Moving onward: University of Central Florida

 

Zachary Braudy

Onward Israel, a follow-up experience to Birthright Israel and other peer-trips to Israel, provides students with an immersive, transformative experience in Israel to both deepen their connection to Israel and to enrich the continued development of their Jewish identity. Onward places students in tailor-made internships based on their personal and professional interests. The 8-10 week internship is complemented with a robust schedule of weekly educational activities that include professional development sessions, day trips throughout the country, and various lectures about the nuanced and multi-dimensional aspects of Israel. Learn more about Onward Israel atonwardisrael.com.

The Hillel International Internship program of Onward Israel is based in Jerusalem for the summer and includes thirty-eight students from Hillels across North America. In this series we highlight the experiences and personal reflections of student participants from the Hillels at the University of Central Florida (Rollins College), Ohio State University, George Washington University, and Penn State University.


Onward Israel is a program made possible through the support of leading philanthropists and is implemented by the Jewish Agency for Israel.

Zach Braudy (Rollins College), making Hebrew brews

Bakbuk. Bakak... bottle and cap. Two Hebrew words I will never forget. My name is Zachary Braudy and I work at Herzl Beer. Yes it is a brewery, no I definitely did not expect this is how I would spend my summer. That said, I wouldn't want it any other way.

What I get asked most often is, "How did you land that internship?" I owe everything to the Onward Israel team. After I was accepted into the program, Chaim immediately began searching for internships in my area of interest, which is start-ups and entrepreneurship. There were a lot of phenomenal options, but one night Chaim emailed me about a slot opening up at a two-year-old microbrewery called Herzl Beer. He sensed that I enjoyed trying new things, and I couldn't be happier that he mentioned it to me. Although it does not directly align with what I feel are my professional goals, I felt that this was the once-in-a-lifetime Israel experience that I could never get if it weren't for Onward. Needless to say, I took it.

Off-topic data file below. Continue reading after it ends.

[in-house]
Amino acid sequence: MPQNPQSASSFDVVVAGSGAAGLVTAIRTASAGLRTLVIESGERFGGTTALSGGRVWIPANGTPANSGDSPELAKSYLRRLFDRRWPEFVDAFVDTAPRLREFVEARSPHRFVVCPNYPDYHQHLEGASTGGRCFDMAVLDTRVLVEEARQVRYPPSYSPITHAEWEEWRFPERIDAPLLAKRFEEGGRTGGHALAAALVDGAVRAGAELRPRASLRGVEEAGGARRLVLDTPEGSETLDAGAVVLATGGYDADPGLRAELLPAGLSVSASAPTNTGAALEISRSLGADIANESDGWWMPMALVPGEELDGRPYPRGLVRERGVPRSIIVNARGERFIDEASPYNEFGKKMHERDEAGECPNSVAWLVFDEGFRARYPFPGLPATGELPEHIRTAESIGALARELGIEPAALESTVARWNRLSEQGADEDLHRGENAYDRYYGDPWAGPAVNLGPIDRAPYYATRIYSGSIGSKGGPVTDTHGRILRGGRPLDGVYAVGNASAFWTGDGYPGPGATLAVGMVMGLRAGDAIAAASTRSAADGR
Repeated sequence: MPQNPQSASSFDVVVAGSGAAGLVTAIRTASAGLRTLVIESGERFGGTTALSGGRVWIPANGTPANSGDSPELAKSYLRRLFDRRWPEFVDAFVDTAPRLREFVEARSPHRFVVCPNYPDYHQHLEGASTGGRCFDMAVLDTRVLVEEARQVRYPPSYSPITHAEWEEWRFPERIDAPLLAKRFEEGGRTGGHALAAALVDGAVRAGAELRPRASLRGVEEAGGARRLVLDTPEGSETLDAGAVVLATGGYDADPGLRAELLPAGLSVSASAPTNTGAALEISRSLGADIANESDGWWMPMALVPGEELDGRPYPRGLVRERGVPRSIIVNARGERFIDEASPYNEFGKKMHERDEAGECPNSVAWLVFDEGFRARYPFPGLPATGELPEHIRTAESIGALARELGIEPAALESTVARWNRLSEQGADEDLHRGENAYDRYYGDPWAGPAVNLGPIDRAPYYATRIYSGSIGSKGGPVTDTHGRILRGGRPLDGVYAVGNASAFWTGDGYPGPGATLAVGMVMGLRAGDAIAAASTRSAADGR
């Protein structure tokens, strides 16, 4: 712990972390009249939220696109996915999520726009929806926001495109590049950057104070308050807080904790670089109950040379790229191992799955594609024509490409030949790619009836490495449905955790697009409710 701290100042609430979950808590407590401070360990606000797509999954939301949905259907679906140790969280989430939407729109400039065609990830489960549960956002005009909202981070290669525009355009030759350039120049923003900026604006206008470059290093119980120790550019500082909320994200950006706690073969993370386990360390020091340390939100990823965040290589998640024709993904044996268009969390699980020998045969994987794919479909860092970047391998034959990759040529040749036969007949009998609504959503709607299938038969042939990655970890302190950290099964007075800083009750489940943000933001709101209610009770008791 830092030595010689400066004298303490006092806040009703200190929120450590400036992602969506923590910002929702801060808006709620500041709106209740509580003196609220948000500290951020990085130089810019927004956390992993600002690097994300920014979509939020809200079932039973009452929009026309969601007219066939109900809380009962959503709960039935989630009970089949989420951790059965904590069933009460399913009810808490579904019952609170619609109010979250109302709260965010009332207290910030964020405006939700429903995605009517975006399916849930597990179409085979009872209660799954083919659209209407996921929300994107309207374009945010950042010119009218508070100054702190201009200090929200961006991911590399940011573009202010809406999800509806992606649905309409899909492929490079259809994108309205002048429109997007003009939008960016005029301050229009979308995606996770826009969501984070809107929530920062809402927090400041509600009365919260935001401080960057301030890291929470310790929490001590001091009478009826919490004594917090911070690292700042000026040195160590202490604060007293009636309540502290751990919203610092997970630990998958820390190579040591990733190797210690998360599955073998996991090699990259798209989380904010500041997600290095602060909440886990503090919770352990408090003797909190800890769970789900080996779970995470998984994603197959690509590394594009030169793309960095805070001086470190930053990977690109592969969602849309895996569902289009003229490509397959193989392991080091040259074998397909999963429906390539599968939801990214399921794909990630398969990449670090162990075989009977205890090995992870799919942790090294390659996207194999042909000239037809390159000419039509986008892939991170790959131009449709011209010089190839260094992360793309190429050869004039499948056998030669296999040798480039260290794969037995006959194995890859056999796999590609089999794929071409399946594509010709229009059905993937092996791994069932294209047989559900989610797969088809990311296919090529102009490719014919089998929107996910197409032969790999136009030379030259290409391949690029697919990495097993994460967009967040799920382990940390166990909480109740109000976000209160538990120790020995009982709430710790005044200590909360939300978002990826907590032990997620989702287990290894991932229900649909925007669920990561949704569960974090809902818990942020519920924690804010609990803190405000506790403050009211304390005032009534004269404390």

Firstly, what kind of beers does Herzl make? Their beers tend to be eclectic. They make up for their small production with uniqueness. A few examples include their Embargo Stout made with Cuban tobacco, Dulce de Asal made with honey, and the six percent "Cappara", which all of us in Onward Hillel already talked about (hint: the Yom Kippur chicken). Just today they released their new "Bira Lavan" (White Beer), a flavorful, balanced summer lager to sip on hot Jerusalem days. This one may be my favorite.


So what's working here like? Another common question. There are no set hours. I have left early and late. Lunch breaks are communal. We recline in our work boots around a big metal table and wolf down falafel or sabich. One works until the job is done; until there is no more beer. After the first day I realized that a brewer, even a totally new one, thinks in terms of bottles, kegs, and liters, not time. So what is done all day? In essence, all beer is made by combining hot water with barley malt, then adding hops and later yeast to let it ferment. Additives for flavor enhancement may also be added. The final part of the process involves transferring the newly fermented beer from the large steel vats into bottles or kegs, which are then labeled and boxed. While this part can take a while, it is rewarding and every day I finish with a sense of accomplishment. Today I bottled 46 and 2/3 crates of American Pale Ale. That's 1,120 bottles! Confucius really said it best: you bottle 1000 beers the same way you begin a journey of 1000 miles, one beer at a time. 

I cannot thank Jimmy, Vered, Chaim, Itai, Maor and Onward Israel enough for granting me this incredible, unique, and once in a lifetime opportunity.

Daniela Weisz (UCF), On the radio, Israeli-style

My name is Daniela Weisz and I was born and raised in Venezuela, until the age of 7 when my family and I moved to the U.S. I am a marketing major at the University of Central Florida with a hospitality management minor, entering my senior year. We are already halfway into this program and I can honestly say I am extremely lucky to have had this opportunity. It is a rarity in many people's lives to have the ability to travel abroad and experience different cultures, let alone being able to meet amazing and diverse people, who I can learn from on this program. I will have been immersed in a new culture and have work experience before graduating college.


This summer I am interning at Israel Sports and News Radio, an online radio with topics ranging from Israeli and Jewish sports players, to how current events can be tied into Judaism. My main role is to create content for and maintain the website on a regular basis, edit and upload interviews and be a soundboard for my boss about upcoming projects he wants to do. This internship has already taught me many valuable work experiences I can take with me and use to better my work ethic.

Daniela Weisz

 

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